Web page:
Introduction. Dialogues With Shklovsky: The Duvakin Interviews 1967-1968., Slav N. Gratchev, Irina Evdokimova 2019 Marshall University

Introduction. Dialogues With Shklovsky: The Duvakin Interviews 1967-1968., Slav N. Gratchev, Irina Evdokimova

Dr. Slav N. Gratchev

Dialogues with Shklovsky: The Duvakin Interviews 1967–1968 reflects the spirit of times—when the most dramatic events of the twentieth century were happening in Russia and the USSR. The first English translation of the 1967–1968 interviews with the founder of the Formalist School of literary theory, Viktor Shklovsky, this volume offers a slice of Russian micro-history that relies on the living voice of that history. Through the transcription of a six-hour phono-document, the readers will hear the voice of a real participant in events that for the longest time in the USSR were forbidden to be discussed or ...


Visually Mapping The Narrative System Of Dostoevsky's The Idiot, AJ Culpepper 2019 University of Tennessee, Knoxville

Visually Mapping The Narrative System Of Dostoevsky's The Idiot, Aj Culpepper

EURēCA: Exhibition of Undergraduate Research and Creative Achievement

This research creates a visual system for analyzing Dostoevsky’s The Idiot. I define five factors—space, time, character (individual actor), network (unique aggregate of certain actors), and narrative voice—and visually explore their dyadic and triadic relationships. Taking the dyad of character and network, I identify all named entities within the novel and describe each person to whom they are connected. I then define factors for determining the degree of closeness in each of these relationships, and represent the degree via line value; those more closely related will be connected by thicker, darker lines. Other dyads and triads rely ...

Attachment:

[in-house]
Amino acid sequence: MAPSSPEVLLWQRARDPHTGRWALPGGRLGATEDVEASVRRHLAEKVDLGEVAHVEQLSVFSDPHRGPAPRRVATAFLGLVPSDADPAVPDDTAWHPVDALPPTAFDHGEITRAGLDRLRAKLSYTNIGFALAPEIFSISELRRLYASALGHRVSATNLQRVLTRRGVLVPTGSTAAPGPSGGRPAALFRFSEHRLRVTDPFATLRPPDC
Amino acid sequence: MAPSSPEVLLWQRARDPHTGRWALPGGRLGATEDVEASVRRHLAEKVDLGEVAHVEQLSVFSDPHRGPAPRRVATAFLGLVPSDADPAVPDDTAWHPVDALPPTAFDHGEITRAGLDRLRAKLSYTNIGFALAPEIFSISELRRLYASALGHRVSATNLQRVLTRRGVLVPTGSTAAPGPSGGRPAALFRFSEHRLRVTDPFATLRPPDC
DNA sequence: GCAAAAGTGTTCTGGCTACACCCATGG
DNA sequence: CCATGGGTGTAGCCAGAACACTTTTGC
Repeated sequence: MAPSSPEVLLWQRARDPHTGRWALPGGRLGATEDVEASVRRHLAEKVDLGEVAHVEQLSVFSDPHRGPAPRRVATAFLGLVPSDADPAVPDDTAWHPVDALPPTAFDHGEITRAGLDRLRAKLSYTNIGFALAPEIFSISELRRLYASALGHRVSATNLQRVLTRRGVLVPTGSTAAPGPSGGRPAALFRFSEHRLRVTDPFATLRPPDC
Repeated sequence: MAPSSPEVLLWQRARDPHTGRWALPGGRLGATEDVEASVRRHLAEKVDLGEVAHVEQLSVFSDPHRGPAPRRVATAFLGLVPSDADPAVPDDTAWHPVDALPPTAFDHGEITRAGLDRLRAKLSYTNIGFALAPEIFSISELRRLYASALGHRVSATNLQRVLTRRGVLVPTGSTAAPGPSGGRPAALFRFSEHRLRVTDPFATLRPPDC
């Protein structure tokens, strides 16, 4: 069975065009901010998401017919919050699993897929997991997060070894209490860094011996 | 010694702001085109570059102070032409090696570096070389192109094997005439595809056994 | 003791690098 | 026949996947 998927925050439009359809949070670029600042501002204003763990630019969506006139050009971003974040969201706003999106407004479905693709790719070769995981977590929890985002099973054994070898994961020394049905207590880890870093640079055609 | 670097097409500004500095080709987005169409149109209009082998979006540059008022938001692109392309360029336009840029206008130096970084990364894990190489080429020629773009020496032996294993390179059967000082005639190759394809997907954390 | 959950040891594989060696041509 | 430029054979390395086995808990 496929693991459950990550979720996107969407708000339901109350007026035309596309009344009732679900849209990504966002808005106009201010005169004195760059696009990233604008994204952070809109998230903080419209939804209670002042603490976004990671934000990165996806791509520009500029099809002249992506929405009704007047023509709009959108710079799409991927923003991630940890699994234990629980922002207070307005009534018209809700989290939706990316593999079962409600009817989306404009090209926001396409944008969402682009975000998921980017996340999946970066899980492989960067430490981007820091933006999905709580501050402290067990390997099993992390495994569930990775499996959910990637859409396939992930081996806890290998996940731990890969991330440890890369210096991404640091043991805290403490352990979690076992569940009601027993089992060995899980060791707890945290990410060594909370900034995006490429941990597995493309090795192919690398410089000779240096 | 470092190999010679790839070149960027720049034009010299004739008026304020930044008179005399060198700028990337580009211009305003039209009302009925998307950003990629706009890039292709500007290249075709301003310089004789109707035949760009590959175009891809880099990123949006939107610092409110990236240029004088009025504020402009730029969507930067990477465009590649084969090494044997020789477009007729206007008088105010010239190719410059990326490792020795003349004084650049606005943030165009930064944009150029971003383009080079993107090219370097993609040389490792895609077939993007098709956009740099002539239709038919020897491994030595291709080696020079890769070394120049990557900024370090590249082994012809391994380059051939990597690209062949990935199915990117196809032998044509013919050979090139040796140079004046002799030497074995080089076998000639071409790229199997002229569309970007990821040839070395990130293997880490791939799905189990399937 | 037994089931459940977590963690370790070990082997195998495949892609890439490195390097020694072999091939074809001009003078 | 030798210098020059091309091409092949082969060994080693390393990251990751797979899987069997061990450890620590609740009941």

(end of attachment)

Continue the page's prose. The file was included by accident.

Introduction. Dialogues With Shklovsky: The Duvakin Interviews 1967-1968., Slav N. Gratchev, Irina Evdokimova 2019 Marshall University

Introduction. Dialogues With Shklovsky: The Duvakin Interviews 1967-1968., Slav N. Gratchev, Irina Evdokimova

Modern Languages Faculty Research

Dialogues with Shklovsky: The Duvakin Interviews 1967–1968 reflects the spirit of times—when the most dramatic events of the twentieth century were happening in Russia and the USSR. The first English translation of the 1967–1968 interviews with the founder of the Formalist School of literary theory, Viktor Shklovsky, this volume offers a slice of Russian micro-history that relies on the living voice of that history. Through the transcription of a six-hour phono-document, the readers will hear the voice of a real participant in events that for the longest time in the USSR were forbidden to be discussed or ...